Retirement sign-ups help DeKalb avoid layoffs

DeKalb County employees can keep their jobs for now.

Figures released to The Atlanta Journal-Constitution on Monday show enough county workers signed up for early retirement, avoiding the immediate threat of layoffs.

As of Monday, 828 workers had applied for early retirement, said Shelia Edwards, spokeswoman for the county CEO. If those numbers stay firm, the county will not move forward with layoffs, Edwards said.

DeKalb offered the early retirement program to help with a $100 million shortfall in this year’s budget. County commissioners said that if less than 550 workers took the buyout, layoffs would follow.

“That definitely decreases the pressure for layoffs,” Commissioner Lee May told the AJC on Monday. “Early retirement wasn’t going to be the complete solution, but I don’t think at this point we have to take that leap [layoffs].”

The final determination for layoffs won’t be made until the commission looks at a staffing study that Georgia State University is now completing for DeKalb.

“We still have to look at restructuring government,” May said.

About 30 county workers will lose their job when the county approves a contract to outsource development services. However, the majority of them will be rehired by the contractor, according to Jabari Simama, the CEO's chief of staff.

The deadline to sign up for the early retirement was Friday. Employees have seven days to change their minds and reject the retirement, Edwards said.

Once the final number of employees is determined next week, officials will look at how the retirements will impact county services, particularly public safety.

At 85, the Sheriff’s Department had more employees take the package than any other county department. The Police Department is losing 82 employees, and the Fire and Rescue Department is losing 76.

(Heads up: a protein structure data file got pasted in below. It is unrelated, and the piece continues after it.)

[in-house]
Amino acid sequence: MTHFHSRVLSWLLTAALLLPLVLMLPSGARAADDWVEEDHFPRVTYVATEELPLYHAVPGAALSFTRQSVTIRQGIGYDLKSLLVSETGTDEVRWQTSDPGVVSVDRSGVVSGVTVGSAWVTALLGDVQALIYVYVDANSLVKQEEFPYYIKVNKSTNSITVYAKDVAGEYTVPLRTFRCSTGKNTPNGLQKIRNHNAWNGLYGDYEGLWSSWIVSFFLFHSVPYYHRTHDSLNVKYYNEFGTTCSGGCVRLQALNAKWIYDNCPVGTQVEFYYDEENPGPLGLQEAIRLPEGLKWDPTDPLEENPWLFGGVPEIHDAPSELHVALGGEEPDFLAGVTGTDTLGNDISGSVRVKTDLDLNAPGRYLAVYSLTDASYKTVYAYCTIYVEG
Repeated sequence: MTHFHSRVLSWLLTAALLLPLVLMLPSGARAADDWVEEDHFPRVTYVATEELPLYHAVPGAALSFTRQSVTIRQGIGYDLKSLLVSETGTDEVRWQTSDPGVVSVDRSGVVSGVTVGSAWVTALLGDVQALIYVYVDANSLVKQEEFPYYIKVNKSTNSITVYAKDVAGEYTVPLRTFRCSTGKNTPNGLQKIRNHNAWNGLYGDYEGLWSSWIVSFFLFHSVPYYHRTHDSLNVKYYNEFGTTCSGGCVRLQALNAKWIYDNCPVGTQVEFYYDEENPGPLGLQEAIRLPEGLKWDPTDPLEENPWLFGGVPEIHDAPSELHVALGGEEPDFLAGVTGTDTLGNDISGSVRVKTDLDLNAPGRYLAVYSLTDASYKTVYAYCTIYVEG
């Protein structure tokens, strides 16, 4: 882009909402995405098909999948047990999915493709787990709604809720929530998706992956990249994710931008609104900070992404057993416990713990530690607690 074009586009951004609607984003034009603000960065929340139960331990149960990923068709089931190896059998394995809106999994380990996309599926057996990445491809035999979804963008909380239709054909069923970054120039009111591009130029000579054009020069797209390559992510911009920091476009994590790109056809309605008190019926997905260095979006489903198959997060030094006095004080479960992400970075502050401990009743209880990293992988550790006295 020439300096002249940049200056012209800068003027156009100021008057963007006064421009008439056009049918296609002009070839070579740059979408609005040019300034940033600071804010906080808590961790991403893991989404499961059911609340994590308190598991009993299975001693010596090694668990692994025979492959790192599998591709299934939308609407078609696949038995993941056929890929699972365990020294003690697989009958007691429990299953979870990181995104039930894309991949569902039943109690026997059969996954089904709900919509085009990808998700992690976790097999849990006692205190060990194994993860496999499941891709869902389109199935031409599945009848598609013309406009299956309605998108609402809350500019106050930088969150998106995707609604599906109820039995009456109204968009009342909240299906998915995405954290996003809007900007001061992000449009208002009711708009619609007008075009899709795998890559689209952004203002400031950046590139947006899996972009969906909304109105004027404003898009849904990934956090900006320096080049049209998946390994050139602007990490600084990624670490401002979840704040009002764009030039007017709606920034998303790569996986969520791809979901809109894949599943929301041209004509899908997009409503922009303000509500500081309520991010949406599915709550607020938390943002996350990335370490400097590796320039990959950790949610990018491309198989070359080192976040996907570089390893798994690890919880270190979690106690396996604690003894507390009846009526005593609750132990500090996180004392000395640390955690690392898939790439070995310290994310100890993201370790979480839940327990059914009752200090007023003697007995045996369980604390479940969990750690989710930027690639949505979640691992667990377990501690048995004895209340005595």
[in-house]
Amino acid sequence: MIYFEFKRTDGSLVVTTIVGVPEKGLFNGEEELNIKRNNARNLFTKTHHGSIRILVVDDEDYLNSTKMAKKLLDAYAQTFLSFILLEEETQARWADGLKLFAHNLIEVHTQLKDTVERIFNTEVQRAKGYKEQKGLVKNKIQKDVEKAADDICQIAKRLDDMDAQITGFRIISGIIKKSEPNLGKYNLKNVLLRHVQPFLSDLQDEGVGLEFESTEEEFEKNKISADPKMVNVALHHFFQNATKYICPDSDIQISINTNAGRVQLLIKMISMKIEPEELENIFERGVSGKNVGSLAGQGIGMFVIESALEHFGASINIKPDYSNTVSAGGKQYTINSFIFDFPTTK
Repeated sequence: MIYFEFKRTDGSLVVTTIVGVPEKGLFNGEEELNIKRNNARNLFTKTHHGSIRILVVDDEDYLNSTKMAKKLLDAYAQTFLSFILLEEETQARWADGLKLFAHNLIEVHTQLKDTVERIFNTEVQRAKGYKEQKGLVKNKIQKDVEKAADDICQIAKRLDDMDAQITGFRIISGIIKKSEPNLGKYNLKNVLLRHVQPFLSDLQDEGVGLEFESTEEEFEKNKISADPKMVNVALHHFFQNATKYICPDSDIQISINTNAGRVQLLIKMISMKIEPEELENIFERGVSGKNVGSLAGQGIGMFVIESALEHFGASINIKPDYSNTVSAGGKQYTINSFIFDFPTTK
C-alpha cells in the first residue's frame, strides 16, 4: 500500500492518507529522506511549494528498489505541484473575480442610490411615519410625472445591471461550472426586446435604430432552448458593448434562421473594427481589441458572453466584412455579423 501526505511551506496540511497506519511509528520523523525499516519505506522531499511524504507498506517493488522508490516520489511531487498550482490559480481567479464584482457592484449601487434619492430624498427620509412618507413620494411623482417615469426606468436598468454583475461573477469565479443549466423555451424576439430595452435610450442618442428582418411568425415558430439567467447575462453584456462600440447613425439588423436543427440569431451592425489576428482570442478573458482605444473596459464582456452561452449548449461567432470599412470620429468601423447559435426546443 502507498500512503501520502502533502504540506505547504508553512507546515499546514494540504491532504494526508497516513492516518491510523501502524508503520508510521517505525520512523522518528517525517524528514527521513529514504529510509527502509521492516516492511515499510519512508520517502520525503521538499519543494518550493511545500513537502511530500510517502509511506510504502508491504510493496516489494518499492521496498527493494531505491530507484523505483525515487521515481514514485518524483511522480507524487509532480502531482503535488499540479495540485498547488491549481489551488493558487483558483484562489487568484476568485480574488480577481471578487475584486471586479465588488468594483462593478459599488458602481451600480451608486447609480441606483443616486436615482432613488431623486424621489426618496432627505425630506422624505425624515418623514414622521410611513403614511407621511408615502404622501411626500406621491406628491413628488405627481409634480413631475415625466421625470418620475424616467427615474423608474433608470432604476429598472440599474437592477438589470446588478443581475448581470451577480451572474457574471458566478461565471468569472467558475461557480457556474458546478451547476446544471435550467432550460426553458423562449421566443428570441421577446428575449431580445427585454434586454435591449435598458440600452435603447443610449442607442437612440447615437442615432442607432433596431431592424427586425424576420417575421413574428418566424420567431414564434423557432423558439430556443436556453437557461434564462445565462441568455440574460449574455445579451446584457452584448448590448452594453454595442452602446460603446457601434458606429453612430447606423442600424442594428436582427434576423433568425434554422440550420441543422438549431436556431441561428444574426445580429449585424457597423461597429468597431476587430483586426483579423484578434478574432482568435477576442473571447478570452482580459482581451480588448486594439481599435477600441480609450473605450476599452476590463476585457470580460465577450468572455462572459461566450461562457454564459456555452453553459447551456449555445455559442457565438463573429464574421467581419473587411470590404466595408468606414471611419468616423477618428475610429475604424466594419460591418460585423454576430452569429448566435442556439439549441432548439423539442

All of the sworn positions in those departments will have to be refilled, May said.

“They are key positions, but we will be able to refill at a lower salary,” he said.

Many of the sheriff’s retirees are in the upper ranks, including three of the four majors, several lieutenants and most of the sergeants. Earlier this month, Sheriff Thomas Brown told commissioners he was concerned about staffing in the jail, since all of the supervisors will be new.

The other departments likely will not be permitted to rehire.

“We need to force the departments to restructure and reorganize,” May said. “The administration will have to come and justify why they are needed.”

Finance Department records show the county is looking at losing 84 workers in Watershed Management, 68 in Sanitation and 53 in Roads and Drainage.

The package allows employees who are 50 years or older the option to retire early without a penalty. Employees with 25 years of service who are not 50 are also able to leave early. Two extra years of service were added to their retirement package.

About 1,200 of the county’s 8,000 workers were eligible.